Genetic Testing, BVD, & DNA Profiles

BVD-PI Negative

All bulls offered through Midland have been screened for persistent infection (PI) with the bovine viral diarrhea (BVD) virus. This screening provides the Midland buyer utmost confidence that their new seedstock are not “carriers” of the BVD virus.

For cattlemen, the primary concern of spreading the BVD virus is through PI cattle; with transiently (or temporarily) infected cattle considered a less important source of the disease. PI animals are very efficient transmitters of the virus. They usually have a very high and virulent amount of virus circulating in their blood and other fluids; and they shed the BVD virus continually. A PI calf is “created” during pregnancy when BVD virus from an infected dam’s bloodstream crosses the placental wall to her fetus during the first part of gestation. This is the only way a PI animal is created.

Fetal infection can lead to fetal death, the birth of a PI calf, or the birth of a normal calf. It’s important to note that a calf born BVD-PI will always be a PI animal. If a calf is not PI at birth, it can never become PI. While uncommon, PI calves can grow to adult age without any outward signs of BVD virus infection. The virus is perpetuated when these PI animals – bulls or heifers – survive past yearling age and enter the breeding herd. PI heifers or cows that conceive will always produce a PI calf. A PI bull has the dangerous potential to effectively and efficiently spread the BVD virus to all cattle he comes in contact with.

Immunizing cattle herds with appropriate vaccines to protect against transient infection should be the first consideration in a herd biosecurity program. But, given the right conditions, the tremendous amount of virus secreted by a PI calf can overwhelm a level of immunity provided its herd mates by vaccination. The cost of at least one PI animal in a commercial beef breeding herd has been reported to range from $14-$24 per cow per year in reduced reproductive efficiency alone. Research at West Texas A&M University found feedyard PI prevalence to be about 0.17% (1.7 PIs per 1,000 head). This research also indicates the probability of initial treatment for respiratory disease is 43% greater in cattle exposed to BVD-PI cattle in the same pen or an adjoining pen. Therefore, the cost of BVD virus infection is too great to leave to chance. That’s why we recommend that all cattle entering your herd, including your new bulls, be screened for the BVD virus before they enter your operation.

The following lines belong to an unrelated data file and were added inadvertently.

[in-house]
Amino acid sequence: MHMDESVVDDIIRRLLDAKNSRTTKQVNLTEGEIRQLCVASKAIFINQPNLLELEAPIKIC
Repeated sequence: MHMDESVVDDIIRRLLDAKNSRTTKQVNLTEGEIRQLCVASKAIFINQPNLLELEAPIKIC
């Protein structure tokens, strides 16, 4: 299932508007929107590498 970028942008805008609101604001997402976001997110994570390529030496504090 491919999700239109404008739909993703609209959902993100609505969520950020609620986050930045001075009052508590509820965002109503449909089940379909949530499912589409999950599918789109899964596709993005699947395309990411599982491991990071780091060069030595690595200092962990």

More key points:

  • All open heifers purchased should be screened for BVD-PI status well in advance of breeding.
  • Purchased bred heifers or cows with an unknown BVD-PI status should be kept separate from the resident herd until their PI status can be confirmed by first screening their calves.
  • Screen the all new crop calves in advance of breeding to avoid exposure of a pregnant cow by a PI calf.
  • Cows do not need to PI tested unless they have a PI calf.
  • If an animal tests negative for BVD-PI status, there’s no need to ever retest that animal.
  • PI animals should be isolated from the herd and should never enter commerce.
  • PI surveillance should include the sampling and testing of as many aborted fetuses, stillborns and pre-weaning deaths as possible.
  • All “non-biological” pairs should be screened for PI status – this includes “recipient” cows.
  • Screen all cows that lose a calf and a tissue sample not obtained from the calf.

For more information, contact Clint Peck or Mo Harbac, Montana State University Beef Quality Assurance, 406-896-9068 or 406-994-4323.

Genetic Testing

All Midland sale bulls are AM and NH Free. We submit registration numbers of all sale lots to each respective association who then identifies animals who need tested. Samples are tested by Pfizer/Bovigen and any identified carriers are voluntarily pulled from our sale.

AM Free (Arthrogryposis Multiplex-Curly Calf)

AM carrier
Any animal that carries the recessive AM mutation in its DNA.
Any animal that has been determined to be free of and without the AM mutation.
AM calf
An affected calf born dead with a spine that is bent or twisted, that appears small and thin and has legs that are often rigid and may be hyper-extended.

For more information, visit the American Angus Association website.

NH Free (Neuropathic Hydrocephalus-Water Head)

NH carrier
Any animal that carries the recessive NH mutation in its DNA.
Any animal that has been determined to be free of and without the NH mutation.
NH calf
These calves have a severe phenotype that includes an extremely large cranium with little or no brain and spinal cord present.

For more information, visit the American Angus Association website.

Osteopetrosis (Marble Bone Disease)

Calves born prematurely (10-30 days premature). Typically calves are born dead, but if born alive will die within 24 hours after birth. Calves possess a short lower jaw and impacted molars. Long bones are fragile and can be broken with ease. For more information, visit the Red Angus Association website.

OS-Free (OSF)
An animal is homozygous for the normal variant indicating that they have been tested for the causative mutation and been found to be “free” of the mutation. Therefore these animals are unable to transmit it to any of their offspring.
OS-Carrier (OSC)
An animal is found to be heterozygous or “carrier” for the mutation, meaning that they possess one normal allele and one mutant allele, These animals pass the mutation on to approximately half of their offspring.
OS-Affected (OSA)
Although affected calves are rarely tested, they would be homozygous for the mutation.